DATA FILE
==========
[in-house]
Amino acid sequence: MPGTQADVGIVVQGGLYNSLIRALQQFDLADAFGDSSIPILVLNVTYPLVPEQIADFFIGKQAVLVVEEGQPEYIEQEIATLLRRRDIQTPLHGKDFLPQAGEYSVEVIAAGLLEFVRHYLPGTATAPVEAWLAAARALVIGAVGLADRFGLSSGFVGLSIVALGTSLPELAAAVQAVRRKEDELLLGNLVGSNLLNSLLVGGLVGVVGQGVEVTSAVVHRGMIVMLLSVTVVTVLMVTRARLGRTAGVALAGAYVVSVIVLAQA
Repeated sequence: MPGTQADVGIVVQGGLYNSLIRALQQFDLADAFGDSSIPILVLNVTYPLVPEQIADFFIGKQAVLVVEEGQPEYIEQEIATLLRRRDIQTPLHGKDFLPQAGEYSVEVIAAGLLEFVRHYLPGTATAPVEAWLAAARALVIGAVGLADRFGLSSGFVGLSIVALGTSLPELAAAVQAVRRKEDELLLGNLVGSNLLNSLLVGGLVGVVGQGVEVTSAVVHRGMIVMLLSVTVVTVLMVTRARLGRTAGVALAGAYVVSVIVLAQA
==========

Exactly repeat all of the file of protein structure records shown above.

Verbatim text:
[in-house]
Amino acid sequence: MPGTQADVGIVVQGGLYNSLIRALQQFDLADAFGDSSIPILVLNVTYPLVPEQIADFFIGKQAVLVVEEGQPEYIEQEIATLLRRRDIQTPLHGKDFLPQAGEYSVEVIAAGLLEFVRHYLPGTATAPVEAWLAAARALVIGAVGLADRFGLSSGFVGLSIVALGTSLPELAAAVQAVRRKEDELLLGNLVGSNLLNSLLVGGLVGVVGQGVEVTSAVVHRGMIVMLLSVTVVTVLMVTRARLGRTAGVALAGAYVVSVIVLAQA
Repeated sequence: MPGTQADVGIVVQGGLYNSLIRALQQFDLADAFGDSSIPILVLNVTYPLVPEQIADFFIGKQAVLVVEEGQPEYIEQEIATLLRRRDIQTPLHGKDFLPQAGEYSVEVIAAGLLEFVRHYLPGTATAPVEAWLAAARALVIGAVGLADRFGLSSGFVGLSIVALGTSLPELAAAVQAVRRKEDELLLGNLVGSNLLNSLLVGGLVGVVGQGVEVTSAVVHRGMIVMLLSVTVVTVLMVTRARLGRTAGVALAGAYVVSVIVLAQA